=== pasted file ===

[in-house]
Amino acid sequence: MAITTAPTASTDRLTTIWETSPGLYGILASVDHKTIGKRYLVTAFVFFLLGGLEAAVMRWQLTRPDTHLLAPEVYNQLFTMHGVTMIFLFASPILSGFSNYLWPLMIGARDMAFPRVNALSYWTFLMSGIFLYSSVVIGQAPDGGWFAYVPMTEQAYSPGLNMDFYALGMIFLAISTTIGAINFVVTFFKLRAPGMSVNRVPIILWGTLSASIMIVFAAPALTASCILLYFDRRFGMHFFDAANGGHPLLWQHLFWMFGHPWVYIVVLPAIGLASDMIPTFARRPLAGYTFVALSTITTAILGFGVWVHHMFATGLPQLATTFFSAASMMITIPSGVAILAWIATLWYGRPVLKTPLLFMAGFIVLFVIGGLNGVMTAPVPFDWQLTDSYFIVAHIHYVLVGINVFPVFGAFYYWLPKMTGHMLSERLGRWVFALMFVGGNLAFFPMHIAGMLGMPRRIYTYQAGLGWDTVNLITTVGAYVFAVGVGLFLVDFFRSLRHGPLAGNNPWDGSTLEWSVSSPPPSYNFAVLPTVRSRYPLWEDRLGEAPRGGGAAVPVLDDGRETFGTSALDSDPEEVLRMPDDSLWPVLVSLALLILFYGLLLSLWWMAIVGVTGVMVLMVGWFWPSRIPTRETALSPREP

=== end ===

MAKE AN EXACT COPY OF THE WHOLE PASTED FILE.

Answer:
[in-house]
Amino acid sequence: MAITTAPTASTDRLTTIWETSPGLYGILASVDHKTIGKRYLVTAFVFFLLGGLEAAVMRWQLTRPDTHLLAPEVYNQLFTMHGVTMIFLFASPILSGFSNYLWPLMIGARDMAFPRVNALSYWTFLMSGIFLYSSVVIGQAPDGGWFAYVPMTEQAYSPGLNMDFYALGMIFLAISTTIGAINFVVTFFKLRAPGMSVNRVPIILWGTLSASIMIVFAAPALTASCILLYFDRRFGMHFFDAANGGHPLLWQHLFWMFGHPWVYIVVLPAIGLASDMIPTFARRPLAGYTFVALSTITTAILGFGVWVHHMFATGLPQLATTFFSAASMMITIPSGVAILAWIATLWYGRPVLKTPLLFMAGFIVLFVIGGLNGVMTAPVPFDWQLTDSYFIVAHIHYVLVGINVFPVFGAFYYWLPKMTGHMLSERLGRWVFALMFVGGNLAFFPMHIAGMLGMPRRIYTYQAGLGWDTVNLITTVGAYVFAVGVGLFLVDFFRSLRHGPLAGNNPWDGSTLEWSVSSPPPSYNFAVLPTVRSRYPLWEDRLGEAPRGGGAAVPVLDDGRETFGTSALDSDPEEVLRMPDDSLWPVLVSLALLILFYGLLLSLWWMAIVGVTGVMVLMVGWFWPSRIPTRETALSPREP